"There were certainly multiple ideas that were discussed in different meetings," Claeys said, "but to say that this plan was discussed in detail in any meeting with legislators is not correct. There were certainly pieces of this plan, but if I were expected to know that $35 million was going to be spent on raises and outsourcing of inmate beds, then the secretary certainly should have known well enough to present this in February."

Werholtz, who took over the agency in mid-January, said there are nearly 400 employee vacancies at state-run detention facilities across the state. At El Dorado, one of three prisons rocked by inmate riots in 2017 and 2018, there have been 70 to 90 open positions in recent months.

The secretary said it was unfair that the approved budget only allows for immediate pay raises at El Dorado.

"It creates a morale problem," Werholtz said. "It creates a headache in setting up separate pay scales. It's impossible for me to tell an officer who has been beaten or stabbed while working at Hutchinson or Lansing that the work she or he has done is of less value than the work that's done by an officer at El Dorado who encounters the same risks."

Werholtz hoped to ease the long hours by staff at El Dorado by closing a cell house there, which would eliminate 258 beds but require fewer guards to be on duty. Claeys objected to the cost of the proposed outsourcing of beds to allow the cell house to close.

Even if the prison quickly receives 80 qualified applications as a result of the pay increase, Werholtz said, the new employees will need two months of training.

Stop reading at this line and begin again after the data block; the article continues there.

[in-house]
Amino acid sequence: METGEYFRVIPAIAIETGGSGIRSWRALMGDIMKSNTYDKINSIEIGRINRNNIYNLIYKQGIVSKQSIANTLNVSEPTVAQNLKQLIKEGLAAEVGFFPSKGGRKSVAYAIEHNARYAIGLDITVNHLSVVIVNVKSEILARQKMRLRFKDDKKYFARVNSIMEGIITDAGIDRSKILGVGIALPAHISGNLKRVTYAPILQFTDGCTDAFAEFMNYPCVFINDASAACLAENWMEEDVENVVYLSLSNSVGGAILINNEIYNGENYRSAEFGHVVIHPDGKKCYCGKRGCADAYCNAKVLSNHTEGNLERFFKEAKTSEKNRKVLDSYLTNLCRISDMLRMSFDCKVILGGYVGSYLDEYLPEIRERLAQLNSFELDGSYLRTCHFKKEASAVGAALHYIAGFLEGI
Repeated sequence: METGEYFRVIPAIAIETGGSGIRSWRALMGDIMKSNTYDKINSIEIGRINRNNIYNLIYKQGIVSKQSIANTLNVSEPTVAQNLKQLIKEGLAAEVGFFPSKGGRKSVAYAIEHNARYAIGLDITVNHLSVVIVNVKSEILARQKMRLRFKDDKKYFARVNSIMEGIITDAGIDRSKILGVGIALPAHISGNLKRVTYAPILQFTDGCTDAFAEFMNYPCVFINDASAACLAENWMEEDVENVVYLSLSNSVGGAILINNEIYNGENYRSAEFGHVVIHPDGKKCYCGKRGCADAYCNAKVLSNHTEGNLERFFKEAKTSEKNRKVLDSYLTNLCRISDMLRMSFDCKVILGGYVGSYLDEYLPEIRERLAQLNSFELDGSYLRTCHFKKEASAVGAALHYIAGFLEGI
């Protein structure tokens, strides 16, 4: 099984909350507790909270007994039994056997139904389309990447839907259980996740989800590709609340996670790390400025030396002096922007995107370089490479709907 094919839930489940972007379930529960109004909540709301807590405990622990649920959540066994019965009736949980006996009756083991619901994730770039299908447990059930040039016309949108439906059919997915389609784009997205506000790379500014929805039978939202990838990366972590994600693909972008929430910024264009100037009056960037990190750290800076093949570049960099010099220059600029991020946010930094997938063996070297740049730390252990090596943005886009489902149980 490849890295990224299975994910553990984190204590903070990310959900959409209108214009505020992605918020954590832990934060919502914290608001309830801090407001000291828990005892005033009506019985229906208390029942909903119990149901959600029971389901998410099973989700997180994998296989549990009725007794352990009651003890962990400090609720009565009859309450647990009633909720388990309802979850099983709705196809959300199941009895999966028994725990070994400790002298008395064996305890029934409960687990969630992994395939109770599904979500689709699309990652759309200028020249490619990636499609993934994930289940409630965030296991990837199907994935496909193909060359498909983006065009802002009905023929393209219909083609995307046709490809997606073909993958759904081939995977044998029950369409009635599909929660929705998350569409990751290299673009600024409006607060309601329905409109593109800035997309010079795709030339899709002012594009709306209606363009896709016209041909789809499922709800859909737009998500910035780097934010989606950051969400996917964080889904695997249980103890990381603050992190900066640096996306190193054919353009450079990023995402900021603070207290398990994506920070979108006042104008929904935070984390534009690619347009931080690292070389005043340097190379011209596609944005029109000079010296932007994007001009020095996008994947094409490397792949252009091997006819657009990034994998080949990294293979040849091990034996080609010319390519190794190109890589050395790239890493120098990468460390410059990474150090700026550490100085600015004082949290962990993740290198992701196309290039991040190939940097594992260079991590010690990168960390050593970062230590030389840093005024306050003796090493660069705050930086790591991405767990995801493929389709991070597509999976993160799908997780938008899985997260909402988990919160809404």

“It would be great for him to stand in front of a hearing in an open meeting so that you and I can hear that and understand what his plan is," Claeys said. "This is why there’s oversight."

For Werholtz, the root of the overcrowding problem is a policy of handling criminal behavior in Kansas by locking more people up for longer periods of time.

Werholtz previously served as KDOC secretary from 2002 to 2010. When he returned to the agency, the prison population had increased by 1,400 in eight years.

Statewide prison capacity is 9,920, Werholtz said, but there are now 10,108 inmates. The prison population is expected to grow by 377 in the next 12 months.

"There's a real question about how much public safety you get by locking somebody up for 36 months as opposed to 24 months," Werholtz said. "Does that really have any impact on changing their behavior? Does it really have any level of impact on crimes in the community?"

The state could spend more than $100 million to build more prison space, Werholtz said, or lawmakers could accept the political risk of reducing prison time for criminals. The concern is that an individual who leaves prison early will commit another crime, and such isolated incidents will dominate the policy discussion.

"What we want are fewer victims," Werholtz said. "We can never offer certainty. But if we can shorten prison stays and have the level of victimization and the level of criminal activity stay the same, that's probably an acceptable trade-off."